After rehearing we will consider but one issue presented by the case at bar, which we think is dispositive.
The original petition of the farmer-debtors was filed upon April 7, 1937. It was dismissed by the District Court upon the ground that the petitioners were not farmers within the meaning of subsection (r) of Section 75 of the Bankruptcy Act as amended, 11 U.S.C.A. § 203(r). No appeal was taken from the decree of dismissal. A second petition was filed by the farmer-debtors upon July 26, 1937. Thereupon the District Judge entered an order upon the two petitions requiring certain persons named therein, including the appellees, to appear and show cause why the petitions should not be approved and enjoining any interference with the property of the debtors pending the determination by the court of the issues presented by the rule to show cause. After argument upon the return day of the rule, the District Court entered a decree dismissing the second petition and denying reconsideration of the original petition. Upon application to the District Court, an order was entered by the District Judge allowing an appeal from the decree referred to.
Did the allowance of the appeal by the District Court give this court jurisdiction of the appeal?
In neither petition did the appellants ask to be adjudged bankrupts pursuant to the provisions of subdivision (s) of Section 75, 11 U.S.C.A. § 203(s). The appellants contend, however, that the order of the District Court from which the appeal was taken assimilates to an order adjudicating or refusing to adjudicate a petitioner to be a bankrupt, appealable as of right under the provisions of Section 25a of the Bankruptcy Act as amended, 11 U.S.C.A. § 48(a). The appellees contend that the order appealed from is an order entered in the course of "proceedings" in bankruptcy and an appeal may be allowed only by this court upon the exercise of its discretion pursuant to the provisions of Section 24b of the Bankruptcy Act, 11 U.S.C.A. § 47(b). Meyer v. Kenmore Graville Hotel Co., 297 U.S. 160, 56 S. Ct. 405, 80 L. Ed. 557.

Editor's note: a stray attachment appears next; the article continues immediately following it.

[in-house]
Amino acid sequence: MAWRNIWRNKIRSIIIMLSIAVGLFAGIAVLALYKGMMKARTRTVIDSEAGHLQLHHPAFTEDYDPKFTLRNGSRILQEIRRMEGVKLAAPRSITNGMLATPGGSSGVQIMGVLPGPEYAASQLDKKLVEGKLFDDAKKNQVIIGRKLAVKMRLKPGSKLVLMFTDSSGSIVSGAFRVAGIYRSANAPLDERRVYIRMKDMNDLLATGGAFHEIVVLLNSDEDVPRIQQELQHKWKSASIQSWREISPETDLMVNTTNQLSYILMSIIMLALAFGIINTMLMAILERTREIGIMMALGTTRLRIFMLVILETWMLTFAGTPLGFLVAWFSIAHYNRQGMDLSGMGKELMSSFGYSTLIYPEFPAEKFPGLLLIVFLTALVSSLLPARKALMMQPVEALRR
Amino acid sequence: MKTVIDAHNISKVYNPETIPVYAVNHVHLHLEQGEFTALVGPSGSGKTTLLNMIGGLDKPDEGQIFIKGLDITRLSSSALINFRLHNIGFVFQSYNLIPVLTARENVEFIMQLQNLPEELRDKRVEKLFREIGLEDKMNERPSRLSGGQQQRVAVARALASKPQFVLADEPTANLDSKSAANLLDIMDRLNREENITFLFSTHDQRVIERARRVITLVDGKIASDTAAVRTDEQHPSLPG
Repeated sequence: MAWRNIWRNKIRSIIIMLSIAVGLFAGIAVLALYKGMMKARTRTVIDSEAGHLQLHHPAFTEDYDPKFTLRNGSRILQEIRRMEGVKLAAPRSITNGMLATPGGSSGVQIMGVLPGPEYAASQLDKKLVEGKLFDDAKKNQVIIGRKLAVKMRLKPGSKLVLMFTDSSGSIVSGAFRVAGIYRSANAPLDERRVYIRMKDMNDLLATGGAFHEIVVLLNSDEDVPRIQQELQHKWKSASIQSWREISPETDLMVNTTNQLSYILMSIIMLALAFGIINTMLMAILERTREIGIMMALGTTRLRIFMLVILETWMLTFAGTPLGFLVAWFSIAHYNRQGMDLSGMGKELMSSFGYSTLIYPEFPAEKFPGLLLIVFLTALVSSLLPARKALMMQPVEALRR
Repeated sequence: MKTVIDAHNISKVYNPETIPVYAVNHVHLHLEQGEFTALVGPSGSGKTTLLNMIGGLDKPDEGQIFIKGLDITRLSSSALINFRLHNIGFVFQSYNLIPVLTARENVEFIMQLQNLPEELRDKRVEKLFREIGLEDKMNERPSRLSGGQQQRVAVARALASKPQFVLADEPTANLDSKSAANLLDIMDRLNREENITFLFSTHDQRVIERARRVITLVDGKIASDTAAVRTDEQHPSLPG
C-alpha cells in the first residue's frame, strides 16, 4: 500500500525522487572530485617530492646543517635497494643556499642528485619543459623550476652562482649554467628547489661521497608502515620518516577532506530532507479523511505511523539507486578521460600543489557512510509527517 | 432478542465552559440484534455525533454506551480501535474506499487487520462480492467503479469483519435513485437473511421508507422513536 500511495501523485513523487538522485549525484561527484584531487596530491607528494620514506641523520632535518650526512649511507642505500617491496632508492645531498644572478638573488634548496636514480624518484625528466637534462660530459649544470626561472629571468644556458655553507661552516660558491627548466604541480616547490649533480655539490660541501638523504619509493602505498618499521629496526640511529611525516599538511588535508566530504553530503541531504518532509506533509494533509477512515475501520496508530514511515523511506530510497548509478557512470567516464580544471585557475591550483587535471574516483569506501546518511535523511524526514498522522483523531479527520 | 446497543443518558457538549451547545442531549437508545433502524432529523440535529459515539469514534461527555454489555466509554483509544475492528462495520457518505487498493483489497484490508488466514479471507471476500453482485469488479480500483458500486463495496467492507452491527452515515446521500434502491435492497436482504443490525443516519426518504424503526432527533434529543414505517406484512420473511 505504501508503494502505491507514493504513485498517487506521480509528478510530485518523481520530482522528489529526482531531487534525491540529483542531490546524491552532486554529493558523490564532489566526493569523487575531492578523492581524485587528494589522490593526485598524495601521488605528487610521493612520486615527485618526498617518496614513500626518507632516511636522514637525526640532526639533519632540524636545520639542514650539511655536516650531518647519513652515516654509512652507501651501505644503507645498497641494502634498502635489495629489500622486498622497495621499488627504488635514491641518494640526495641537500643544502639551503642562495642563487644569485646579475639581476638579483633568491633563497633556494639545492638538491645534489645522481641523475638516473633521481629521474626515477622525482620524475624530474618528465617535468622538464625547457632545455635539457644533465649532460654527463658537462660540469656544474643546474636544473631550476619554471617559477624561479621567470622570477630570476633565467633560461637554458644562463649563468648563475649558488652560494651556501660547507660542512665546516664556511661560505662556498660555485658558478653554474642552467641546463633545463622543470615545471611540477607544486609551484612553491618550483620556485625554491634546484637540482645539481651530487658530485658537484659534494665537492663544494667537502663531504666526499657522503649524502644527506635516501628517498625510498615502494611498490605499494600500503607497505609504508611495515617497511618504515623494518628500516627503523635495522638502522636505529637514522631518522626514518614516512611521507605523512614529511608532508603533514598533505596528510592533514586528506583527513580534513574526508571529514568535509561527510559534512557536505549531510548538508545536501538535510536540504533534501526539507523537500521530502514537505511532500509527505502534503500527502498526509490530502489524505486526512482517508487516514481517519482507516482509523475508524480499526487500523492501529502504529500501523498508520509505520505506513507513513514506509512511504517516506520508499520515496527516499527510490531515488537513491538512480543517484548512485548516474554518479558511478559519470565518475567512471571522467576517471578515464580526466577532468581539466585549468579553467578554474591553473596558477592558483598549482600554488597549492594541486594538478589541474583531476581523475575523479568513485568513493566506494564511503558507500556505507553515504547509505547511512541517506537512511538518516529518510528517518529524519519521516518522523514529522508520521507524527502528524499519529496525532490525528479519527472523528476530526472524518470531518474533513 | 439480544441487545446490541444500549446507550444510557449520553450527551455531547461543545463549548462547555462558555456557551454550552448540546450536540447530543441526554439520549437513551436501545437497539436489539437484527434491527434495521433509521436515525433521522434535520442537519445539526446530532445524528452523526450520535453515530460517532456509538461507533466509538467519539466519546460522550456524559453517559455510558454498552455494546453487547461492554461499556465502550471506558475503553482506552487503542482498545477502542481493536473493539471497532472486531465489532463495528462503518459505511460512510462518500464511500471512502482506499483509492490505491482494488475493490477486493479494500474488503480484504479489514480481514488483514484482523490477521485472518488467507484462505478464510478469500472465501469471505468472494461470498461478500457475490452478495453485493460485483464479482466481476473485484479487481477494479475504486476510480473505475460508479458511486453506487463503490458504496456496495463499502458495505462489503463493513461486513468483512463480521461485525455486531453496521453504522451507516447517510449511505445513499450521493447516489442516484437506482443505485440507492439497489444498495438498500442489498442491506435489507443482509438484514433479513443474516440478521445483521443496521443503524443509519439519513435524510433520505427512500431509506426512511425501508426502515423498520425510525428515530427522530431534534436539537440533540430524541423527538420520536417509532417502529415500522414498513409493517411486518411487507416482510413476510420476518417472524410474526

Subsection (n) of Section 75 of the Bankruptcy Act, 11 U.S.C.A. § 203(n), provides that upon the filing of a petition with the clerk of the court by the farmer debtor praying for relief pursuant to the provisions of Section 75, the farmer and all his property shall be immediately subject to the jurisdiction of the court. When the petitions in the case at bar were filed, proceedings in bankruptcy were then instituted and the debtors and their property immediately became subject to the jurisdiction of the court below. Had the petitioners prayed that they be adjudicated bankrupts, the provisions of the second paragraph of subsection (n) would have been applicable and the jurisdiction of this court would have been the same "as if", to quote the words of the Statute, "a voluntary petition for adjudication had been filed and a decree of adjudication had been entered on the day when the farmer's petition, asking to be adjudged a bankrupt, was filed with the clerk of court * * * ". A convicing argument could then have been made to the effect that the order dismissing the petitions was appealable under Section 25a of the Bankruptcy Act, it being in the nature of a judgment refusing to adjudge the appellants bankrupts. Cowherd v. Phoenix Joint Stock Land Bank, 8 Cir., 94 F.2d 329. By alalogy, see, also, O'Connor v. Mills, 300 U.S. 26, 57 S. Ct. 381, 81 L. Ed. 483.
In view of the fact, however, that the appellants have not sought to be adjudged bankrupts, it is difficult to see how a dismissal of the petitions may be deemed to be the equivalent of a refusal to adjudicate them bankrupts.
We are of the opinion therefore that the appeal is not one from the order refusing to adjudge the appellants bankrupts or the equivalent thereof, but is an appeal from an order made in proceedings in bankruptcy. Raentsch v. American Co., 9 Cir., 82 F.2d 770. Therefore, in view of the fact that the appeal was allowed by the District Judge and not by order of this court, this court is without jurisdiction to entertain the appeal which, accordingly, is dismissed.